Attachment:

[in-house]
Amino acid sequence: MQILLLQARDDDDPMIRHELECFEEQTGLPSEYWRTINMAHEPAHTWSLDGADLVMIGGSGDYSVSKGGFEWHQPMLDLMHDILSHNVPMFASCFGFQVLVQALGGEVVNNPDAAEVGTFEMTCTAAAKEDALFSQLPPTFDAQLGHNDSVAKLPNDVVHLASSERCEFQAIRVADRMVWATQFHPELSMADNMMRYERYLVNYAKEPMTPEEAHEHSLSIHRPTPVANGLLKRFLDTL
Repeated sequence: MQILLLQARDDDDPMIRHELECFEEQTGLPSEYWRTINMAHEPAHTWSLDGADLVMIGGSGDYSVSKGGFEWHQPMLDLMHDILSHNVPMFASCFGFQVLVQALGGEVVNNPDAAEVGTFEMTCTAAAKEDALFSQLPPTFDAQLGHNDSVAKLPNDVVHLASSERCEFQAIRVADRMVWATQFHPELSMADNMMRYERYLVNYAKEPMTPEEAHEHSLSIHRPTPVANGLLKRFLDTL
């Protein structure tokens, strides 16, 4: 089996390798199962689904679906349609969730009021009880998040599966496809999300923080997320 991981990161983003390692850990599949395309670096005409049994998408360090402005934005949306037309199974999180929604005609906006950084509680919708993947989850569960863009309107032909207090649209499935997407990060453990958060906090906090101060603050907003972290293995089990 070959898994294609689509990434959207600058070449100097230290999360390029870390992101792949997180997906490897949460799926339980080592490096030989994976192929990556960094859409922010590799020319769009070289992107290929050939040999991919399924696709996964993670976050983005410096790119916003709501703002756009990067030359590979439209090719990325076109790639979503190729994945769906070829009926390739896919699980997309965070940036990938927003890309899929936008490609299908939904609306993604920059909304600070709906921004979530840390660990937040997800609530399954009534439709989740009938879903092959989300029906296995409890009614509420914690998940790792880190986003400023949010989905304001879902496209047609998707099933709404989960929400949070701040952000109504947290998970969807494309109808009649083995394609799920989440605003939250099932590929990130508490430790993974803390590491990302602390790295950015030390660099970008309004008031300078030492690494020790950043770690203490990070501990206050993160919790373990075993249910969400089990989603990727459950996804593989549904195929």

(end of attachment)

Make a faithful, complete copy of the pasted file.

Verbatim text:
[in-house]
Amino acid sequence: MQILLLQARDDDDPMIRHELECFEEQTGLPSEYWRTINMAHEPAHTWSLDGADLVMIGGSGDYSVSKGGFEWHQPMLDLMHDILSHNVPMFASCFGFQVLVQALGGEVVNNPDAAEVGTFEMTCTAAAKEDALFSQLPPTFDAQLGHNDSVAKLPNDVVHLASSERCEFQAIRVADRMVWATQFHPELSMADNMMRYERYLVNYAKEPMTPEEAHEHSLSIHRPTPVANGLLKRFLDTL
Repeated sequence: MQILLLQARDDDDPMIRHELECFEEQTGLPSEYWRTINMAHEPAHTWSLDGADLVMIGGSGDYSVSKGGFEWHQPMLDLMHDILSHNVPMFASCFGFQVLVQALGGEVVNNPDAAEVGTFEMTCTAAAKEDALFSQLPPTFDAQLGHNDSVAKLPNDVVHLASSERCEFQAIRVADRMVWATQFHPELSMADNMMRYERYLVNYAKEPMTPEEAHEHSLSIHRPTPVANGLLKRFLDTL
């Protein structure tokens, strides 16, 4: 089996390798199962689904679906349609969730009021009880998040599966496809999300923080997320 991981990161983003390692850990599949395309670096005409049994998408360090402005934005949306037309199974999180929604005609906006950084509680919708993947989850569960863009309107032909207090649209499935997407990060453990958060906090906090101060603050907003972290293995089990 070959898994294609689509990434959207600058070449100097230290999360390029870390992101792949997180997906490897949460799926339980080592490096030989994976192929990556960094859409922010590799020319769009070289992107290929050939040999991919399924696709996964993670976050983005410096790119916003709501703002756009990067030359590979439209090719990325076109790639979503190729994945769906070829009926390739896919699980997309965070940036990938927003890309899929936008490609299908939904609306993604920059909304600070709906921004979530840390660990937040997800609530399954009534439709989740009938879903092959989300029906296995409890009614509420914690998940790792880190986003400023949010989905304001879902496209047609998707099933709404989960929400949070701040952000109504947290998970969807494309109808009649083995394609799920989440605003939250099932590929990130508490430790993974803390590491990302602390790295950015030390660099970008309004008031300078030492690494020790950043770690203490990070501990206050993160919790373990075993249910969400089990989603990727459950996804593989549904195929």